Homecoming Traditions: Then and Now

Hang on for a minute...we're trying to find some more stories you might like.


Email This Story






The PHS Connected Staff has access to many of PHS’s old yearbooks and school newspapers, including the year 1993. While exploring this paper we found their coverage of Homecoming week and wanted to share our findings with you to give you an idea of the change and patterns in Homecoming traditions then and now:

We’ll start off with a favorite, toga day. Every year on Thursday for class distinction day the seniors get the pleasure of roaming the halls like Egyptian royalty in their togas. Believe it or not this tradition is a classic. Even back in 1993 the seniors spent their Thursday the same way our seniors do now. Toga day is one tradition that has been around for a while and doesn’t seem to be going anywhere anytime soon.

Another classic that has been around since 1993 is the beloved Homecoming parade. The 1993 newspaper shared these images of the varsity football team in their float, the pom squad riding in a firetruck, and that year’s winner of the float building competition, the Juniors. They used an Egyptian motif and purple and gold to represent the theme, Mardi Gras.

The next Homecoming tradition may be a little surprising. Before the big game on Friday night, Pinckney students used to gather in the High School (Pathfinder’s) parking lot for a giant bonfire. The bonfire happened after the parade but before the football game, beginning at 7 and lasting until the game started at 7:30. All students were encouraged to come and show their school spirit by attending the bonfire and then cheering on the team at the Homecoming game afterwards.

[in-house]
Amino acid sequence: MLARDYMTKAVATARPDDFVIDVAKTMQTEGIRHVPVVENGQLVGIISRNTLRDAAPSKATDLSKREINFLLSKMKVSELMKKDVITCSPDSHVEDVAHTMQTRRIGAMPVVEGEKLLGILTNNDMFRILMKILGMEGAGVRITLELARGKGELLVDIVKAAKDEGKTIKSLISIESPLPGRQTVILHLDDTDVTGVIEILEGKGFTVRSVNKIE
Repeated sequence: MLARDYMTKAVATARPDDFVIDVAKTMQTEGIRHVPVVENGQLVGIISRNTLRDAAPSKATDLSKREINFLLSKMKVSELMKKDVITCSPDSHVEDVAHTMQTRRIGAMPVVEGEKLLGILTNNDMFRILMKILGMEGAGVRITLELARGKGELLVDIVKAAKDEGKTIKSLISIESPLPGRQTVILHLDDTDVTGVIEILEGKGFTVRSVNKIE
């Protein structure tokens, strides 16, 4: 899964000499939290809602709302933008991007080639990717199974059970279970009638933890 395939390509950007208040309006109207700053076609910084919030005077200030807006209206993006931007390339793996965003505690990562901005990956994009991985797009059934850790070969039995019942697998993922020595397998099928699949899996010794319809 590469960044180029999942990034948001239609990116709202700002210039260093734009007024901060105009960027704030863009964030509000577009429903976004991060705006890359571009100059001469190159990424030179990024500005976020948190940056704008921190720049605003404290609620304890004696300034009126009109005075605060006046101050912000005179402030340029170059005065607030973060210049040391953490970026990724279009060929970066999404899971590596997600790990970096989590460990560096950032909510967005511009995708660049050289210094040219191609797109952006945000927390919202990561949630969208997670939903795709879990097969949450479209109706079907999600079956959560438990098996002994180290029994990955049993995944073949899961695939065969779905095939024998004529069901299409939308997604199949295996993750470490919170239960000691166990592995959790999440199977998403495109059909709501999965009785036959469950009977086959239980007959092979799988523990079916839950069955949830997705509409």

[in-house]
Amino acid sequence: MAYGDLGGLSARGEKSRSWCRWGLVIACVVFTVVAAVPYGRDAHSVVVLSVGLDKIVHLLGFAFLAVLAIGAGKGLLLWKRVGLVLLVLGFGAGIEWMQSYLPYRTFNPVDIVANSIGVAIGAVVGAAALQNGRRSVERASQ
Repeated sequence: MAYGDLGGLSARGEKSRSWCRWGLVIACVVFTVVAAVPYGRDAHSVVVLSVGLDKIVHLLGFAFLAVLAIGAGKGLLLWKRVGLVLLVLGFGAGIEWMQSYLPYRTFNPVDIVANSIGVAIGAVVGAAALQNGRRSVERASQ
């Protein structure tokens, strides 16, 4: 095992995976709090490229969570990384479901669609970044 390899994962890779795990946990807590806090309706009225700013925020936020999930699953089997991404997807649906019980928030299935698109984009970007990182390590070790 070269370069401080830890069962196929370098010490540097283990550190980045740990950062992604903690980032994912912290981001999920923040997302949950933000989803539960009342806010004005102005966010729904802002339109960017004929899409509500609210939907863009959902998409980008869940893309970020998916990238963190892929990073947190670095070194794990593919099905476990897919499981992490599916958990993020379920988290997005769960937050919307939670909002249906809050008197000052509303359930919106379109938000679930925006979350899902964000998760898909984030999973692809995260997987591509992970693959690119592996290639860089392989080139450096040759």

Another new change is the way that we honor students on Homecoming. In 1993 Pinckney still used a court system with one female being crowned as Homecoming Queen. Now we have a Pirate Crew where three people who best represent our school values are honored and one is selected as the Captain.

1993’s Homecoming Queen, Dana White, being crowned by the previous year’s winner.

While many Homecoming traditions come and go, some changes are received positively and some are not as widely accepted by the student body.  Even with these changes and learning to accept them it’s important to remember that the whole point of Homecoming is to come together as a community and celebrate our school and all that we are as Pirates.

 

 

Print Friendly, PDF & Email